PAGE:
(French for cobbling together; handyman / DIY activities) Something constructed by whatever materials happen to be at hand; a whole created by a mishmash of disparate elements.

In Anthropology, a term introduced by French structuralist Claude Lévi-Strauss. It referred to the process by which preliterate cultures acquired knowledge (The Savage Mind, 1966), and was characterized by improvisation, adaption and pragmatic reliance on available materials. The term has been expanded by cultural studies theorists to encorporate any process where appropriation and re-assembly of existing materials and signifiers generates new knowledge, identity and reality. Bricolage is often not entirely rational, intentional or planned, and is colored by the associations and resonances of the media used and the personality of the author. Concerns about an end product, if present at all, can be secondary to the process of production and discovery of the new. Bricolage can range from subculture fashions (Dick Hebdige, Subculture, the Meaning of Style) to the construction of a home page to a tech rep attempting to fix a customer's problem (Julian E. Orr, Talking About Machines : An Ethnography of a Modern Job).

Bricolage is the title of an Amon Tobin album, released in 1997 by Ninja Tune. True to its name, the music of Bricolage is a combination of styles (jazz, hip hop, film score, drum n bass, jungle) created entirely from samples. A brilliant album, though not in my opinion quite up to the quality of his masterpiece Supermodified.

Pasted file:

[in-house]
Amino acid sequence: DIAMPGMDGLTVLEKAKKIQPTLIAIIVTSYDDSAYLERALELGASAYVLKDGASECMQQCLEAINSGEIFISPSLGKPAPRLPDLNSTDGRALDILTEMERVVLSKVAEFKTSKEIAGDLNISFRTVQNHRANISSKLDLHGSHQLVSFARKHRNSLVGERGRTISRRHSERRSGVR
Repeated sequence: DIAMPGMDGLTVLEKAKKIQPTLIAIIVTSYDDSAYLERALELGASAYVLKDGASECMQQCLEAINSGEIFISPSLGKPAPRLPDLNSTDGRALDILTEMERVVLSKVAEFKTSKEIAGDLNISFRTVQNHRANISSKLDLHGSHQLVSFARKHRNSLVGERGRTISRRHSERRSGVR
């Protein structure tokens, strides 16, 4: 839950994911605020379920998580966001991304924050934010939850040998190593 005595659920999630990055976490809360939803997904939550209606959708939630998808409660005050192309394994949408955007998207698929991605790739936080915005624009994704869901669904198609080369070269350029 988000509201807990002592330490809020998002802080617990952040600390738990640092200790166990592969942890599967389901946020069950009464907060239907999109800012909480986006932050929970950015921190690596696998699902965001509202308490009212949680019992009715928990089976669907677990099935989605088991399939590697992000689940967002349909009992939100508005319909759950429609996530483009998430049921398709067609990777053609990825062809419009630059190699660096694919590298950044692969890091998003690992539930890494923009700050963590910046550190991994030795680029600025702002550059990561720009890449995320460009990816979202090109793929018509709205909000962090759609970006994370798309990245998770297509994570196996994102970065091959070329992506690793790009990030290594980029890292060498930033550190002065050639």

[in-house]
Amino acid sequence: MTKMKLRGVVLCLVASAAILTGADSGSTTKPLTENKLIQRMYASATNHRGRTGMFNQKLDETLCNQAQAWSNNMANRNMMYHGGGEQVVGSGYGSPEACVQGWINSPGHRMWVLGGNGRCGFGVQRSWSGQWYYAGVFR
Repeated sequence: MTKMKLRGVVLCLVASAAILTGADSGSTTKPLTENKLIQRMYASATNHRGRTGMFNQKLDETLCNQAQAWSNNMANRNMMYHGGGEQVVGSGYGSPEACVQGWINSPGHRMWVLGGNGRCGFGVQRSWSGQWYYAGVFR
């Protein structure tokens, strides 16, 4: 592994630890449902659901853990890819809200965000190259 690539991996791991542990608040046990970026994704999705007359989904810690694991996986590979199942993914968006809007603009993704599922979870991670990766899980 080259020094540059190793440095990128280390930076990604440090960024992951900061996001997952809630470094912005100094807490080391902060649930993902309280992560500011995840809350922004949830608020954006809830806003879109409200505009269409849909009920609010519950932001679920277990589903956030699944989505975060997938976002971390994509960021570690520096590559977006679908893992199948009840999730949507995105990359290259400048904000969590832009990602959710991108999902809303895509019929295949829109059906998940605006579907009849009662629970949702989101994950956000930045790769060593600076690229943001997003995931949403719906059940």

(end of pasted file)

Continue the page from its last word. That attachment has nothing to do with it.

1. Stoney Street
2. Easy Muffin
3. Yasawas
4. Creatures
5. Chomp Samba
6. New York Editor
7. Defocus
8. The Nasty
9. Bitter & Twisted
10. Wires & Snakes
11. One Day In My Garden
12. Dream Sequence
13. One Small Step
14. Mission

Bricolage is the way most people learn about computers. Cobbling things together.
I am not saying this in a disparaging way, I learn about taxes and medicine and bicycles by bricolage, which means that I do not have a comprehensive theory of the fiscal system, or of the human body or of bicycles.

Anyway, the fact that people learn computers by bricolage has a massive impact on UI design: they will not read your carefully thought out manual, they will try a little thing here ... a little thing there ... I wonder what happens when I push the big red button.

That is why when designing computer systems for the general public it is our responsability to make them both bricolage-safe (which Windows 95/98 is not, and Unixes generally are) and bricolage-learnable (which Windows probably is, I suspect more than Unix variants).

Anyway, the moment when you transition from bricolage to a somewhat more solid theory - like I did in photography when I started reading about it -, this moment is really great. No more disparate salad-like bits of knowledge and folklore: the things suddenly makes sense. One is able to make previsions. Insight hits.

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